Officer attacks government

John A Silkstone

Mi General
MI.Net Member
Jul 11, 2004
British Army officer launches stinging attack on 'failing' UK strategy in Afghanistan

A British Army officer has launched a devastating attack on the UK's "failing" strategy in Afghanistan.

The officer, who works in defence intelligence, has described the British presence in Helmand as an "unmitigated disaster" fuelled by "lamentable" government spin and naïvety.

Writing in the British Army Review, an official MoD publication, Major SN Miller, stated: "Lets not kid ourselves. To date Operation Herrick [the British codename for the War in Afghanistan] has been a failure".

Rather than "winning hearts and minds", Major Miller, who serves in the Defence Intelligence Staff serving Intelligence Corps, said the British presence had had the opposite effect.

But his most blistering attack was on the UK's counter-narcotics policy, where the illicit sale of drugs has been successfully used by the Taliban to fund the insurgency and kill British troops.

He wrote: "British policy towards the poppy crop has been an unmitigated disaster. The chief "effect" of the British presence in Helmand has been to transform Helmand into the opium centre of the world.

"This remarkable milestone was achieved just two years into the British intervention."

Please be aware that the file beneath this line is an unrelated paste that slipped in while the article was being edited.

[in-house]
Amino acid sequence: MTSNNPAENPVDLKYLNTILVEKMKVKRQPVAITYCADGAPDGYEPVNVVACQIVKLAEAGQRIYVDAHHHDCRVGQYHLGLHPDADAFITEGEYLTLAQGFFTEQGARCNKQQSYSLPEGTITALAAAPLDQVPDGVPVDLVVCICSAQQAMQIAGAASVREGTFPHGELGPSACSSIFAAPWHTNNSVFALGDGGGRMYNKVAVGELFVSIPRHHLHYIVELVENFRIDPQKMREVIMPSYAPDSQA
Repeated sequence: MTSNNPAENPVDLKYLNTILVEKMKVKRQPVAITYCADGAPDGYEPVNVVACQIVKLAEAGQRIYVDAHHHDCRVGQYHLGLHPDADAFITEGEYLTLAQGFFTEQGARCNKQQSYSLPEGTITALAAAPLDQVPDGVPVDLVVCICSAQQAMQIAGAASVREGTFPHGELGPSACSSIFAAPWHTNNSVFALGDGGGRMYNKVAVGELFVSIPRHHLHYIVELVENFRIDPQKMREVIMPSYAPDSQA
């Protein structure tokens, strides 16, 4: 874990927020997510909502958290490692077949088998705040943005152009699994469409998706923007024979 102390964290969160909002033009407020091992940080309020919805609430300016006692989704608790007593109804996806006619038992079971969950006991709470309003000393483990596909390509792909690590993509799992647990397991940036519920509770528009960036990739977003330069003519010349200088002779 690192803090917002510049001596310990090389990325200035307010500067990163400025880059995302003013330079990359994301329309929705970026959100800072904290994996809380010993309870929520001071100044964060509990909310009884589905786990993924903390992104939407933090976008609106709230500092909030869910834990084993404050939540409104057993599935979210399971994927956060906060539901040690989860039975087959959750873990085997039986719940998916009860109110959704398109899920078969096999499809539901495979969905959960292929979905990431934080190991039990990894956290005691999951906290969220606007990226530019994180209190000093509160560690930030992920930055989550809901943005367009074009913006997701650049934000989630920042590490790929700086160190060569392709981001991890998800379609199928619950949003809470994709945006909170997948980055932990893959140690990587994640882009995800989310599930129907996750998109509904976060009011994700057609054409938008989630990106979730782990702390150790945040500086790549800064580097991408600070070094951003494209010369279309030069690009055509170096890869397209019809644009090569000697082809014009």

Major Miller's indictment of Britain's Afghan strategy can be revealed just a day after the Ministry of Defence announced that another soldier had been killed in an explosion in Helmand.

The death of the soldier, who was a member of the Welsh Guards, brings to 169 the number of British troops killed in Afghanistan since 2001.

Maj Miller claimed that the British government "sleepwalked" into Helmand in 2006 "without any meaningful reconstruction plan, without the resources to undertake-nation building tasks, and, critically, without any desire to fight a major insurgency".

He added: "It was thanks to the tenacity of the common soldier and the paratrooper that British embarrassment was saved."

In direct contradiction to the view of the defence chiefs and the government, Major Miller added that the much-vaulted British strategy of "winning the hearts and minds" of the Afghan people in Helmand had failed.

Instead, he claimed, the opposite had happened, with polls showing that 23 per cent of the population support the Taliban in the south west of the country, a threefold increase compared with 2008.

He wrote: "Where a year (2008) ago, 81 per cent stated that the Taliban have "no significant support at all" in the area, now only 52 per cent judged this to be the case.

"Just 45 per cent of polled Afghans supported the Nato presence in the south west, down from 83 per cent in the previous year. The often repeated statement that 'the Afghans don't want the Taliban back' is increasingly open to question."

He continued: "Last year there were just 57 doctors in Helmand Province – a scandalous figure three years into the British campaign.